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Letter: It's time for some civility in politics

We are all witnessing the dismaying and increasing discord in our country. Instead of viewing those with opposing views as "opponents," fellow citizens are viewed as "enemies." Instead of seeing those who think differently as Americans free to express their views, they are reviled as "un-patriotic." Speakers are shouted down rather than hearing what they have to say.

Instead of looking to the heart of what is said, many are too quick today to twist words to mean something else, and to distort what is meant by trying to claim the "truth" about what the other person really means.

There are also those who deliberately spread misinformation, knowing that most people are too busy or too tired to do the research necessary to disprove the "facts."

Both liberals and conservatives have much to offer. It is liberals who brought us the 8-hour work day, an end to child labor, clean air and clean water. It is conservatives who want to retain what they feel is the best of the past. And within both camps there are degrees of belief as to the best course of action.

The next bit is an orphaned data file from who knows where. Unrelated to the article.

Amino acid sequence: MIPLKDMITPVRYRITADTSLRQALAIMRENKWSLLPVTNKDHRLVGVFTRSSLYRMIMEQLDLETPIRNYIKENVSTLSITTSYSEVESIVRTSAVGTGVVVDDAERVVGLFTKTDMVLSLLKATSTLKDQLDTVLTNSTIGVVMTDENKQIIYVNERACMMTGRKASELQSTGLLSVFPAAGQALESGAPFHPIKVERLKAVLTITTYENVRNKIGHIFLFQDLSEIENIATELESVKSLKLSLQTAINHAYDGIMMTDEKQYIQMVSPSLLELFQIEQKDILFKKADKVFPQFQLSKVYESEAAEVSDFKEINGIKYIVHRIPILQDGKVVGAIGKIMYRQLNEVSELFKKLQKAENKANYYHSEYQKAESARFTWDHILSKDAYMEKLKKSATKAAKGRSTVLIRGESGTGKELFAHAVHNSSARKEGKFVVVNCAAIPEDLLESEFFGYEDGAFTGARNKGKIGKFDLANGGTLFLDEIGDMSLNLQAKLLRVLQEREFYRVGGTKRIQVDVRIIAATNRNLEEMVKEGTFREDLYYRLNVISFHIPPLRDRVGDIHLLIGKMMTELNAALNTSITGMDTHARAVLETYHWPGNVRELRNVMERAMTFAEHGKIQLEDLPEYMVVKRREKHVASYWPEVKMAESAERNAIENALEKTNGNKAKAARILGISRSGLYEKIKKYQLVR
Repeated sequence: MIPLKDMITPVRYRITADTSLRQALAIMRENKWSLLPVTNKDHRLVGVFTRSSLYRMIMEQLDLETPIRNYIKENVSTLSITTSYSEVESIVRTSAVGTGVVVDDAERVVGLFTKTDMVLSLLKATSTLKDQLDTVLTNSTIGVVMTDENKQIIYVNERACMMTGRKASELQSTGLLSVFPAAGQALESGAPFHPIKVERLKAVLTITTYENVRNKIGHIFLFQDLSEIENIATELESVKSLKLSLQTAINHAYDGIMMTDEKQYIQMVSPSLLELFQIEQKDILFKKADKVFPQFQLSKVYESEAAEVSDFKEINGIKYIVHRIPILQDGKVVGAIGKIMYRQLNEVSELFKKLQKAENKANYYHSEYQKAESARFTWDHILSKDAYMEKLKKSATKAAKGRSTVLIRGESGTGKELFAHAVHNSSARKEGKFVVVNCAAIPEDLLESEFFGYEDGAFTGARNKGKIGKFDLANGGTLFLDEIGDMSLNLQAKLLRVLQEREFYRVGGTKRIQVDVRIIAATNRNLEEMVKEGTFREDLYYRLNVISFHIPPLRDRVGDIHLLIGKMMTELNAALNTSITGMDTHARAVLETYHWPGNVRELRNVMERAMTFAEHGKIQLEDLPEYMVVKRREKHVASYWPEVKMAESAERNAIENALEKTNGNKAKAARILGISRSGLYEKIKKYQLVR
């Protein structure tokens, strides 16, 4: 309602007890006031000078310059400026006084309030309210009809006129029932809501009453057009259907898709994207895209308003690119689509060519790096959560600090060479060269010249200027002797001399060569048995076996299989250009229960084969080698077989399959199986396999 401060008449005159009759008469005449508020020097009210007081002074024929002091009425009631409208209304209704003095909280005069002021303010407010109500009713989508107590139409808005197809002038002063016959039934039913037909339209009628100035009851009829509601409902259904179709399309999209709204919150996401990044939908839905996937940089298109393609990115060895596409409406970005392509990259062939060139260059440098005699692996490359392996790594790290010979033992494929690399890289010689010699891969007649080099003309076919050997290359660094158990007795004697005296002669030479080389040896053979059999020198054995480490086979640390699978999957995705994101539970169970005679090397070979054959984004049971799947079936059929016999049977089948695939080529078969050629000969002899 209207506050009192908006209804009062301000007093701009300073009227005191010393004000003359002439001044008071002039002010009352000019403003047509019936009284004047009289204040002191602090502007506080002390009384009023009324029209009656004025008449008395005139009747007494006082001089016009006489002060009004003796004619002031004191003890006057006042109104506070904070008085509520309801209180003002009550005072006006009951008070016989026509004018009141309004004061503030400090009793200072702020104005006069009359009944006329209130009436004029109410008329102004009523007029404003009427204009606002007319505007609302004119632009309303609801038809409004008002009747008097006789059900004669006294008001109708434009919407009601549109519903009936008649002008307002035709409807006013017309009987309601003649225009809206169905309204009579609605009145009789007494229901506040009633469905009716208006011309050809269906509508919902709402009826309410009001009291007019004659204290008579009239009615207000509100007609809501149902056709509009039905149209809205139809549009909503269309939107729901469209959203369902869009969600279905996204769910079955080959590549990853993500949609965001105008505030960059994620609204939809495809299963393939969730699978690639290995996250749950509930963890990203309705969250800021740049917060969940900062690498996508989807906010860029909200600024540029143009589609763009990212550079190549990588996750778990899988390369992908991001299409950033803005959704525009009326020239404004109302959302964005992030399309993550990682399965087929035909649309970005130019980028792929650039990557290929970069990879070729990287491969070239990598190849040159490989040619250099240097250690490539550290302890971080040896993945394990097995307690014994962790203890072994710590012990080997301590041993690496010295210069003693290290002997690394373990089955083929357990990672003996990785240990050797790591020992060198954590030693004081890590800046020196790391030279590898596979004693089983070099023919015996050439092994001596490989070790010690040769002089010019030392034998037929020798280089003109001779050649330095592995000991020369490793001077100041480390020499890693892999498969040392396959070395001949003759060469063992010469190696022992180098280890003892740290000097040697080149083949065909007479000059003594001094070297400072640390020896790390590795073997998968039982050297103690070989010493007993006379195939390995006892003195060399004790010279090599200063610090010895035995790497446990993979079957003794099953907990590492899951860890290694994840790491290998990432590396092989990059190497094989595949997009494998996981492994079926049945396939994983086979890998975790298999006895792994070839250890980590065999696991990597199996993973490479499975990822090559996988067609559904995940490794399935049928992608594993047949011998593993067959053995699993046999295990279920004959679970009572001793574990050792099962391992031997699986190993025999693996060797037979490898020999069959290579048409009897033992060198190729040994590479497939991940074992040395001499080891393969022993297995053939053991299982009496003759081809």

Compromise between differing legitimate views is a strength of democracy. There are almost no issues that are totally black and white, leaving no room for the interesting shades of gray between them. Peace can only begin in each of our hearts. But as long as we view "the other guy" as our "enemy," rather than a fellow American with a legitimate outlook, the discord can only grow. It is destroying our country.

U.S. Senator Mark Udall is proposing a small step toward increased national civility and unity. He wants members of both political parties to sit next to each other at this year's State of the Union address set for Jan. 25, instead of using the normal seating pattern, which is divided by party. As one of our political organizations said, "It's past time to remember that we're more than just 'elephants vs. donkeys.'"

Lorelei Kraft

Park Rapids